Any expatriate who will be deported after the expiry of the grace period will be blacklisted and prevented from entering the Kingdom again in future, according to the Passports Department.
The Department of Expatriate Affairs is ready to accommodate any number of expatriate workers who get arrested after the grace period.
Lt. Col. Ahmed al-Lehaidan, spokesman, dismissed reports that some employers who wanted to renew or issue new residencies for their employees faced difficulty paying SR20,000 ($5,332) through the Sadad system.
The directorate is currently working on designing a new mechanism through which employers can renew the residency of their employees online though Abshir e-services, Lt. Col. al-Lehaidan added.
If a dependent has been deported, his relatives won’t be affected because only those who violate residency laws will be deported, he noted. The directorate won’t send away any expatriate worker who has been sentenced or pardoned before. “Deportation decisions will only be issued by pertinent authorities that have the power to do so.”
He confirmed that the directorate will, after the grace period, launch non-stop campaigns covering all roads, neighborhoods, regions of the Kingdom including malls, factories, etc. As for hospitals and schools, pertinent authorities will inspect these facilities.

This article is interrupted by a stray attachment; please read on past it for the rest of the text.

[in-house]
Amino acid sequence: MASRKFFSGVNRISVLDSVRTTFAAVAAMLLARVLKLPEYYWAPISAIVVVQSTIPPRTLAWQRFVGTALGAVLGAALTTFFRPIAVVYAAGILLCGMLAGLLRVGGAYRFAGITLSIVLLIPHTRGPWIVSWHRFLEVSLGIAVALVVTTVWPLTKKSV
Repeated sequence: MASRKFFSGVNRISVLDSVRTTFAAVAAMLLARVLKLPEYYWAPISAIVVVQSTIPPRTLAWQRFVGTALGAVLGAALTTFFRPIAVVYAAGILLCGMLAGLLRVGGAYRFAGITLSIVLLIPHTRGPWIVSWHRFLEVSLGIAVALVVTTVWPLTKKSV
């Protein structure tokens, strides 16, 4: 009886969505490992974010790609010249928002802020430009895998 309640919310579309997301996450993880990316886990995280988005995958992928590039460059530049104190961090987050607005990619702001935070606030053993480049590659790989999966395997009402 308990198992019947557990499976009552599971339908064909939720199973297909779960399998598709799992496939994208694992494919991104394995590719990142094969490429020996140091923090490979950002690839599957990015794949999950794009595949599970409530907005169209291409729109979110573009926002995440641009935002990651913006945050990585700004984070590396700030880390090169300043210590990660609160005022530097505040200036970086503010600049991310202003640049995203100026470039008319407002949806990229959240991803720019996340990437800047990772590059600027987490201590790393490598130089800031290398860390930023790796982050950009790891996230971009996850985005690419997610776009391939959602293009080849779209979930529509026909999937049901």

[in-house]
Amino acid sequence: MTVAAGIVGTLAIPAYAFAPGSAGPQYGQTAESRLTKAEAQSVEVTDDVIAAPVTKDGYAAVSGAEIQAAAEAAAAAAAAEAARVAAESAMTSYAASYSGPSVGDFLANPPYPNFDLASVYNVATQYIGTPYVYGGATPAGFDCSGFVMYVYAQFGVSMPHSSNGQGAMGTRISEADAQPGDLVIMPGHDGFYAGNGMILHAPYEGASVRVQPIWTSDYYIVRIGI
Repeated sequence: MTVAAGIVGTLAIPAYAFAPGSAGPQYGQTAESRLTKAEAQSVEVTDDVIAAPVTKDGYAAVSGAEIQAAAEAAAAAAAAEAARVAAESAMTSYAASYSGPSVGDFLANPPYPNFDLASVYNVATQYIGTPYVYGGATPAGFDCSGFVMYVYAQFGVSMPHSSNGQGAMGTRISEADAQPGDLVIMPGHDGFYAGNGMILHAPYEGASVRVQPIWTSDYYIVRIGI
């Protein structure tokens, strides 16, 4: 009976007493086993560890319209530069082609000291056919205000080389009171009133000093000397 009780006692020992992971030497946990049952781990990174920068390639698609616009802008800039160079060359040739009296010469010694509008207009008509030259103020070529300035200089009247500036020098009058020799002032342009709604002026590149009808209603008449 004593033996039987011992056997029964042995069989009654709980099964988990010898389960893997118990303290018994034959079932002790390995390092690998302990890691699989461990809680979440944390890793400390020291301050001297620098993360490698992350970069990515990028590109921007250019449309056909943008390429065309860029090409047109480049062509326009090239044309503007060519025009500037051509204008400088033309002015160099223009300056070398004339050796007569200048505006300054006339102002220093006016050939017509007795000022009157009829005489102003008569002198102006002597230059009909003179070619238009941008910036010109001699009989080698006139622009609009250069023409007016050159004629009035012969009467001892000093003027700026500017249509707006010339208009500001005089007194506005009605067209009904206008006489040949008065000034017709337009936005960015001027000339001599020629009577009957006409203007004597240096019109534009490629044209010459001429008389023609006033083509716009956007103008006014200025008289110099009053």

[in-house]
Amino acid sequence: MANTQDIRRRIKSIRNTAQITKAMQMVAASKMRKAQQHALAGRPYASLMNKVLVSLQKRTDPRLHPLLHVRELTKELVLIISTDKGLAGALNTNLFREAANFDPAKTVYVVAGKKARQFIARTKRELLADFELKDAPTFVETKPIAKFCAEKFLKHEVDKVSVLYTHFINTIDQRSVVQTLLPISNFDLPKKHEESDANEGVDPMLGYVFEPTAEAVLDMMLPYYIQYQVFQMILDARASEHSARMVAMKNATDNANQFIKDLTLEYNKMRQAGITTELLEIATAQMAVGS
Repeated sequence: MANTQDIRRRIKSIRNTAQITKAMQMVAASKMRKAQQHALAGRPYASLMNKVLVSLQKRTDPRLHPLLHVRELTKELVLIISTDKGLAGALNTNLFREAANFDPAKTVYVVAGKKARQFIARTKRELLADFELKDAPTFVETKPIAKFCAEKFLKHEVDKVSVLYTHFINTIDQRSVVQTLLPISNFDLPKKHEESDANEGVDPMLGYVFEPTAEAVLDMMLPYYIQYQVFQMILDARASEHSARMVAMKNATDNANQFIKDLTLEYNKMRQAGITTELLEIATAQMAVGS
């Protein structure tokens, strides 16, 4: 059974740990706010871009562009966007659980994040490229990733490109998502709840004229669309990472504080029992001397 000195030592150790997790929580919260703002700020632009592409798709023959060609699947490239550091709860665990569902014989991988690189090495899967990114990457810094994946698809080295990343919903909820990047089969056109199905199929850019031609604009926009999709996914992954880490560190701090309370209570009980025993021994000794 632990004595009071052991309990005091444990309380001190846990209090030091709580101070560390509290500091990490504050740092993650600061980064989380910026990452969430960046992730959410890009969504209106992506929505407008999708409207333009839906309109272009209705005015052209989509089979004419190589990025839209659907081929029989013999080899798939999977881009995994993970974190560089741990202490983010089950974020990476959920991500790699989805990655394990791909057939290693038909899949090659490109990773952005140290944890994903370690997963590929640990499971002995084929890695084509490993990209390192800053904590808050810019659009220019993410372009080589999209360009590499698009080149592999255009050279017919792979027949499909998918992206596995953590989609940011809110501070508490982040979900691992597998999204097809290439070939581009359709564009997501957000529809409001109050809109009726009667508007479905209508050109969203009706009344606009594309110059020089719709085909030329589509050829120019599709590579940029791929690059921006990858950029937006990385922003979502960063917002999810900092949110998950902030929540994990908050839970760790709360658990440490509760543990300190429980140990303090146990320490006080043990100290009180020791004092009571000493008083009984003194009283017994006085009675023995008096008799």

With the grace period fast coming to an end, there are no official updated statistics about the number of expatriate workers who have corrected their residency status. The only statistics out was the one published by the Labor Ministry in the eighth week of the grace period, which stated that 1,581,227 workers had corrected their status.
It is a worrying time for the workers, most of whom are from India, Bangladesh, Pakistan, the Philippines and Indonesia, but with some from Yemen and Egypt too. They are fearful of the campaign of arrests promised by authorities once the amnesty expires.
According to official statistics, eight million expatriates work in the Kingdom.
The new Labor Ministry regulations aim to reduce the number of foreign workers to create jobs for millions of unemployed Saudis.
Although the country has the largest Arab economy, its unemployment rate is above 12.5 percent. Authorities have warned employers who continue to shelter illegal workers that they risk up to two years in prison.